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Migration Observatory report says registering over 3 million EU citizens already living in UK is a formidable task for the Government

 

With more than 3 million EU migrants currently living in the UK, the Government faces an immense administrative exercise in securing their residence rights, according to a new report published today by the Migration Observatory at the University of Oxford.

The analysis – Here Today, Gone Tomorrow? The Status of EU Citizens Already Living in the UK – looks at the existing process that EU citizens can use to apply for permanent residence, which gives an indication of some of the issues the Government may face in any new registration scheme post-Brexit.

The report finds that while the Government has signalled that it ‘expects’ to protect the long-term status of EU migrants already living here if the UK decides to end free movement, the process of doing this may be complex.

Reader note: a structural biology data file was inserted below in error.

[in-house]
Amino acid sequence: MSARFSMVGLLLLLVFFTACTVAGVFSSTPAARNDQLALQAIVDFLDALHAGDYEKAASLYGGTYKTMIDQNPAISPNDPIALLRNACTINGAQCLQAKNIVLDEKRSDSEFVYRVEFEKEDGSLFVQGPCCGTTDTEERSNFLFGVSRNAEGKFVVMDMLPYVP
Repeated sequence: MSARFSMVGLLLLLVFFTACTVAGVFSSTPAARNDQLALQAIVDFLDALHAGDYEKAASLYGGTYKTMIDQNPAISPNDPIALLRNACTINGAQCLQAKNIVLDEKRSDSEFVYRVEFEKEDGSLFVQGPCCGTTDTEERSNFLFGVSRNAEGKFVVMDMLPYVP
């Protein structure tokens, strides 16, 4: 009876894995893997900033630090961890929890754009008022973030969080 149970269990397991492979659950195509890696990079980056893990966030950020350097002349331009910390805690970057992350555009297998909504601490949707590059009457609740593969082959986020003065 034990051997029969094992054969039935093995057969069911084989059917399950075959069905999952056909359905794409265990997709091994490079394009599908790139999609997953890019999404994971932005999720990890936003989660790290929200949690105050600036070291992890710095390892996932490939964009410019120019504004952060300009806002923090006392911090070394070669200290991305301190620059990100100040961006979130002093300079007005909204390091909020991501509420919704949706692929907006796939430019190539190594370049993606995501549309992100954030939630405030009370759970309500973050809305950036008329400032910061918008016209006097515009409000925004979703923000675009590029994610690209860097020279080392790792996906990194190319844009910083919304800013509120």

If all EEA citizens already living in the UK in early 2016 applied for permanent residence at once, this would represent the equivalent of around 140 years’ worth of work at recent rates of processing for this type of application.

If existing rules for registering EU citizens as permanent residents are used as the model for a post-Brexit registration process, a substantial minority of EU citizens could find themselves ineligible despite having lived in the country for several years.

Immigration lawyers report that there is particular confusion around the current permanent residence rules for students and self-sufficient people such as retirees, who may not know that they are expected to have comprehensive sickness insurance while in the UK.

As Brexit negotiations are still at an early stage, the Government has not yet laid out what any registration process for EU citizens would look like and who would qualify. It is possible that this process will be similar to the current permanent residence application, but it is also possible that a different and potentially simpler procedure will be introduced.

Read the full report